In your second paragraph, you identify four questions, but then only comment that there may be other explanations of the decline in business. You conclude the paragraph with a statement that might be true enough, but is not directly relevant to the task of responding to the prompt. What you ought to do instead is explain precisely how different possible answers to your questions would help you evaluate the specific recommendation in the letter. But that’s hard to do if you’ve got four questions in your head. How about starting with your conclusion, rephrasing that as a question; i.e., skip the first four questions, and turn your fifth sentence into THE question of the paragraph: “Are there other possible explanations of the decline in business in the plaza?” Explain, as part of your discussion, why that is a good question to ask (in the form of statements about possible alternative explanations: there may have been a recession that caused consumers to cut back on spending; there may, as you say, be a new mall in town). Then, crucially, explain the significance of those possible answers: “In the event that there are convincing alternative explanations, it is unlikely that banning skateboarding will not etc.”
The same kind of approach should be taken to your second paragraph. Identify a single specific question. Explain why it’s an important question. Explain how its answer would specifically help in the evaluation of the recommendation. It is much better to do this, in my view, than it is to postpone consideration of the possible significance of the questions until the final paragraph because if you do the latter, then you rely too much on your reader to fill in the gap between your specific questions and the general conclusion. For instance, the statement “there is no clear indication that it will bring back the days when shoppers flock to Central Plaza” is just too general to be of help, and too vague. It is not clear exactly how it derives from possible answers to the questions you have identified. I’m sure if I thought about it for a few seconds, I would probably figure it out, but your task as a writer of this kind of essay is to save me the trouble of thinking, because I’m paid (If I’m a GRE essay grader, which of course I’m not) a paltry sum to spend two minutes reading and evaluating your essay. So don’t tell me to think; tell me what to think.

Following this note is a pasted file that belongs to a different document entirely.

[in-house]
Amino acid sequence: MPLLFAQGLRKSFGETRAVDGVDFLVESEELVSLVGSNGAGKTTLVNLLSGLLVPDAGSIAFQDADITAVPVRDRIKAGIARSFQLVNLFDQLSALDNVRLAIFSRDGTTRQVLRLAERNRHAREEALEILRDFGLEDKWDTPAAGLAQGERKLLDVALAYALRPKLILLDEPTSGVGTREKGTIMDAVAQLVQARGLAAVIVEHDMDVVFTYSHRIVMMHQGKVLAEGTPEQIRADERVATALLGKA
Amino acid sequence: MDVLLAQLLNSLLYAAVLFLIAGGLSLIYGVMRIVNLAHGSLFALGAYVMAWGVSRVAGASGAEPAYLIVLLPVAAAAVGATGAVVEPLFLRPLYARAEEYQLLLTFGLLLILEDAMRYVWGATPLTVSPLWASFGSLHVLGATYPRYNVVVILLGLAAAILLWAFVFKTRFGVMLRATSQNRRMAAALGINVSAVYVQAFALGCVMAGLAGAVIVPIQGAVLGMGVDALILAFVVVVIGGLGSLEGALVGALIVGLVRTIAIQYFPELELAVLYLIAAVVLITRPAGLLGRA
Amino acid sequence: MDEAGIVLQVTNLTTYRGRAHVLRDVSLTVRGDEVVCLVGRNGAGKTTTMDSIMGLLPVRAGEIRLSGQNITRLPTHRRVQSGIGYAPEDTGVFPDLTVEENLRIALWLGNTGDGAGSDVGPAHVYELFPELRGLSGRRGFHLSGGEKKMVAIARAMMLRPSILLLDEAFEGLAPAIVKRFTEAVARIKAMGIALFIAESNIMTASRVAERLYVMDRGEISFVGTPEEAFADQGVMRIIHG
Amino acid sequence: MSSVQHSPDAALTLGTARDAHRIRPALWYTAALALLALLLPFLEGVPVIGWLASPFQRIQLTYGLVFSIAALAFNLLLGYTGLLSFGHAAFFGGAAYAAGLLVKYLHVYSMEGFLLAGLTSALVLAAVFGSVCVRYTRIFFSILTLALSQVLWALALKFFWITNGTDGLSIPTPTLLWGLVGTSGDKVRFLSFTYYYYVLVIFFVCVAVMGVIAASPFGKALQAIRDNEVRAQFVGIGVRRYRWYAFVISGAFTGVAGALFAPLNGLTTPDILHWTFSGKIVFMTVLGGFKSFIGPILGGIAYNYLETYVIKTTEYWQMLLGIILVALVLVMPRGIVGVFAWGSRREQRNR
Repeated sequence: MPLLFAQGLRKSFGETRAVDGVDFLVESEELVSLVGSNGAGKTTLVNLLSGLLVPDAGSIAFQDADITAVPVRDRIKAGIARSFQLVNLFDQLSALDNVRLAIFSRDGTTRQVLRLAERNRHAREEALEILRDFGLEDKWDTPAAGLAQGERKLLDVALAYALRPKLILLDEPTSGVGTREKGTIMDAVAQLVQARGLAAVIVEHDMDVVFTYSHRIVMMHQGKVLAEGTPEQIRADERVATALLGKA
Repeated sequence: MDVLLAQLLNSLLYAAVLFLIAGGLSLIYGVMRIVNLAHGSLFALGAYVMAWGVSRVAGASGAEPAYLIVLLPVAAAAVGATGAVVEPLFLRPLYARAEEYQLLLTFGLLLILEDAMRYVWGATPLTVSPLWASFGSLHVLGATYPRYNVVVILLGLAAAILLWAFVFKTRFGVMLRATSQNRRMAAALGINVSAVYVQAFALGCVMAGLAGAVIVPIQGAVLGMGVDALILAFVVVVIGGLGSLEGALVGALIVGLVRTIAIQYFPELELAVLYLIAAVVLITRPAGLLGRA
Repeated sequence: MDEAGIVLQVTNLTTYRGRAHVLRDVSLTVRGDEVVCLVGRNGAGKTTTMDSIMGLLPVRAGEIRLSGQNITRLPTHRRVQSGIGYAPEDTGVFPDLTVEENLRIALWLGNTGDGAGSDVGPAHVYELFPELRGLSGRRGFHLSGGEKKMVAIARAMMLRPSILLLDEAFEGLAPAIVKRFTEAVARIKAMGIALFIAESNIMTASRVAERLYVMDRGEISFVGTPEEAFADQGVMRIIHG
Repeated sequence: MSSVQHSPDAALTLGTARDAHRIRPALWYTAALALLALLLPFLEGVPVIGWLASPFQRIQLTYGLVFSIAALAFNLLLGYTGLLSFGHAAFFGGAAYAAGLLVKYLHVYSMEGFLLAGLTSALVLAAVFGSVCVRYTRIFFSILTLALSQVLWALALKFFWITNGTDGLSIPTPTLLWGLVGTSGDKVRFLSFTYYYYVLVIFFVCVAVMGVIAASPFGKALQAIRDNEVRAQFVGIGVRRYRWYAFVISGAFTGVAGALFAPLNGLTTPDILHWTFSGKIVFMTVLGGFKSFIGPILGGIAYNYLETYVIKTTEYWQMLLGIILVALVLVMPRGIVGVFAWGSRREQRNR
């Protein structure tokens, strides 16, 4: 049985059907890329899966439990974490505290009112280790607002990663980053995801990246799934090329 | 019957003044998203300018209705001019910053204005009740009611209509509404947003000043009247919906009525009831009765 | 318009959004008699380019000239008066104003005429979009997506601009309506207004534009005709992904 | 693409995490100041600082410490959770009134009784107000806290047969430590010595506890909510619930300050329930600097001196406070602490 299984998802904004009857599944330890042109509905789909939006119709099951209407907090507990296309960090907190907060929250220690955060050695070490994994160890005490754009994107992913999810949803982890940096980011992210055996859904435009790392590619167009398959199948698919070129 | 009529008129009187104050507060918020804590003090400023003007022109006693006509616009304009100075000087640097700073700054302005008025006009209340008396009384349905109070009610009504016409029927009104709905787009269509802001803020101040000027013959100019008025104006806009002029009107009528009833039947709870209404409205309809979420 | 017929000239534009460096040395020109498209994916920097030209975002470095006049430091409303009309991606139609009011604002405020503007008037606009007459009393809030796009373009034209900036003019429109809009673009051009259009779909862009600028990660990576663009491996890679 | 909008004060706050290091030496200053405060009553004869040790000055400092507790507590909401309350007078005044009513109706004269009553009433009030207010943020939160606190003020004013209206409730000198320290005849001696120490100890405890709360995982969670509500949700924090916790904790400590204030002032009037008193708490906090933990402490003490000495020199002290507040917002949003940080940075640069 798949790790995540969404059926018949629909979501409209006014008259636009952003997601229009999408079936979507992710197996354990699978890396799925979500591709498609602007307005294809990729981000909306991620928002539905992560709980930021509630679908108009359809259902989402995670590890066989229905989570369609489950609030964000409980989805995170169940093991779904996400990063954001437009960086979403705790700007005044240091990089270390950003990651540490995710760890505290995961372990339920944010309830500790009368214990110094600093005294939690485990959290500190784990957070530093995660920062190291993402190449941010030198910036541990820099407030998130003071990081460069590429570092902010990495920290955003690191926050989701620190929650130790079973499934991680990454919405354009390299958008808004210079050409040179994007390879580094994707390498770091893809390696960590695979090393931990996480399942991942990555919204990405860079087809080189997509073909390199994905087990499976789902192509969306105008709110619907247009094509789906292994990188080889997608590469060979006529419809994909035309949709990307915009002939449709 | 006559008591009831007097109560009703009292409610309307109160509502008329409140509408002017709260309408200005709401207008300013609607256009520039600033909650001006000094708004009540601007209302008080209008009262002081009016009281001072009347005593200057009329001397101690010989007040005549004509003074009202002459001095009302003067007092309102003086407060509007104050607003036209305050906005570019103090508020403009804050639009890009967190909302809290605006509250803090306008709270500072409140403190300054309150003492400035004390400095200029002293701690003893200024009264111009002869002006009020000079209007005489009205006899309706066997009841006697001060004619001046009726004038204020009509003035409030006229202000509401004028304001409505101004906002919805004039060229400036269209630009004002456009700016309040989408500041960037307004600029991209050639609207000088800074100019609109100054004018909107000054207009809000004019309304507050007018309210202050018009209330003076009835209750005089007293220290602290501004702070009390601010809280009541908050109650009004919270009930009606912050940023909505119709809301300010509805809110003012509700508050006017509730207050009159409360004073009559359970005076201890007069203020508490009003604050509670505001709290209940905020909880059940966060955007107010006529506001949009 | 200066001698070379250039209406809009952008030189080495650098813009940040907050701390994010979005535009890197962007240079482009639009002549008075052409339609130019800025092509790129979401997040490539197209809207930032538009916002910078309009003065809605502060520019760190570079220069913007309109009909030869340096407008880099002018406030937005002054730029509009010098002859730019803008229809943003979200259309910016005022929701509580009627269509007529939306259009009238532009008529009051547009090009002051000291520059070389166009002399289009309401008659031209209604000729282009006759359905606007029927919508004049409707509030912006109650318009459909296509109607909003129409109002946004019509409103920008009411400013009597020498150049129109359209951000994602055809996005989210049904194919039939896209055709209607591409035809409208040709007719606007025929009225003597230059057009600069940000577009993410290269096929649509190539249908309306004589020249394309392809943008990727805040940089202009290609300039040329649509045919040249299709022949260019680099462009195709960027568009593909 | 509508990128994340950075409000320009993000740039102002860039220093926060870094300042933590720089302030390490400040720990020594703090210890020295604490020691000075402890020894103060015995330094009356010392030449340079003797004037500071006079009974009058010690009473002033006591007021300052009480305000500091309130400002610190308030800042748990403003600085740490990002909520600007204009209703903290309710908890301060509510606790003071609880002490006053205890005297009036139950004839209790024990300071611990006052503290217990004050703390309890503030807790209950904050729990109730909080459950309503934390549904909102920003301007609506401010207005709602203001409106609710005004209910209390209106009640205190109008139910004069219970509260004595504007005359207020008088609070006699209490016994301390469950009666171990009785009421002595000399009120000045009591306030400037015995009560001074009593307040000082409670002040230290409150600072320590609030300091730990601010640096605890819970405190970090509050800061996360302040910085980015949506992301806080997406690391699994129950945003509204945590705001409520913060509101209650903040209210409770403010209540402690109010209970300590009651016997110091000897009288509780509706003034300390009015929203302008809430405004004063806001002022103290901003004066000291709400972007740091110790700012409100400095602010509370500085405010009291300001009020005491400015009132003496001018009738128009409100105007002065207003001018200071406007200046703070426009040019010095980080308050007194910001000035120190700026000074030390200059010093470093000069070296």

By the way, I think you miss out on one of the crucial questions that one might ask, and I mention it only because it is the type of question that is appropriate to many of these “argument” topics, since many of them include the same kind of assumption about what is the cause and what is the effect. The question of course is some version of the chicken and egg question. In this case, something like this: Which came first, the decline in business or the increase in skateboarding? The letter doesn’t say, and it’s not inconceivable that the decline started first. Skateboarders, after all, may be inclined to go where there are fewer people, and may have been attracted to the plaza because of the decline, rather than being the cause of the decline. Of course that wouldn’t rule out the possibility that skateboarding caused additional declines; but it would weaken the proposition that banning skateboarding would restore business to its previous levels.
P.S. Let me stress again: it’s not a bad idea to conclude with an acknowledgement of the fact that are many other questions that could be asked (when that is true) and you can specify some of those other questions that you have not had time to deal with.